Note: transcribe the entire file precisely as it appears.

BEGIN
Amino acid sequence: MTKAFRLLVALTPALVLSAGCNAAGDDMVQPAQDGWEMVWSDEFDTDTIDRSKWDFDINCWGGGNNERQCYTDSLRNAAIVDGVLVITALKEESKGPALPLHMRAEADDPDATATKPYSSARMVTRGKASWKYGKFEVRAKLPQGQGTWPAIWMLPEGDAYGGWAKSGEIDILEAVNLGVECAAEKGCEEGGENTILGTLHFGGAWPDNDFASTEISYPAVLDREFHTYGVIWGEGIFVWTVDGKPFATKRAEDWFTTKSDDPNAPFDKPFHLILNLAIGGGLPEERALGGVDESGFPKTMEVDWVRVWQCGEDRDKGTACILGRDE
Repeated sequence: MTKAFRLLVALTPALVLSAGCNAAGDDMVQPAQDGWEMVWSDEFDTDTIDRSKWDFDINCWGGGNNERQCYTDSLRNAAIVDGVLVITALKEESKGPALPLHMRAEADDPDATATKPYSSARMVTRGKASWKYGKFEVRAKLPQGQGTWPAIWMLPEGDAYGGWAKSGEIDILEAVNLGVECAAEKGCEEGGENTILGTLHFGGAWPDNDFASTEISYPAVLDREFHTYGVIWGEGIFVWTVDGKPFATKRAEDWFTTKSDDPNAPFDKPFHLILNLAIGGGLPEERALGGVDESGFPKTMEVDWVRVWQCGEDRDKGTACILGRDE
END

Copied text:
Amino acid sequence: MTKAFRLLVALTPALVLSAGCNAAGDDMVQPAQDGWEMVWSDEFDTDTIDRSKWDFDINCWGGGNNERQCYTDSLRNAAIVDGVLVITALKEESKGPALPLHMRAEADDPDATATKPYSSARMVTRGKASWKYGKFEVRAKLPQGQGTWPAIWMLPEGDAYGGWAKSGEIDILEAVNLGVECAAEKGCEEGGENTILGTLHFGGAWPDNDFASTEISYPAVLDREFHTYGVIWGEGIFVWTVDGKPFATKRAEDWFTTKSDDPNAPFDKPFHLILNLAIGGGLPEERALGGVDESGFPKTMEVDWVRVWQCGEDRDKGTACILGRDE
Repeated sequence: MTKAFRLLVALTPALVLSAGCNAAGDDMVQPAQDGWEMVWSDEFDTDTIDRSKWDFDINCWGGGNNERQCYTDSLRNAAIVDGVLVITALKEESKGPALPLHMRAEADDPDATATKPYSSARMVTRGKASWKYGKFEVRAKLPQGQGTWPAIWMLPEGDAYGGWAKSGEIDILEAVNLGVECAAEKGCEEGGENTILGTLHFGGAWPDNDFASTEISYPAVLDREFHTYGVIWGEGIFVWTVDGKPFATKRAEDWFTTKSDDPNAPFDKPFHLILNLAIGGGLPEERALGGVDESGFPKTMEVDWVRVWQCGEDRDKGTACILGRDE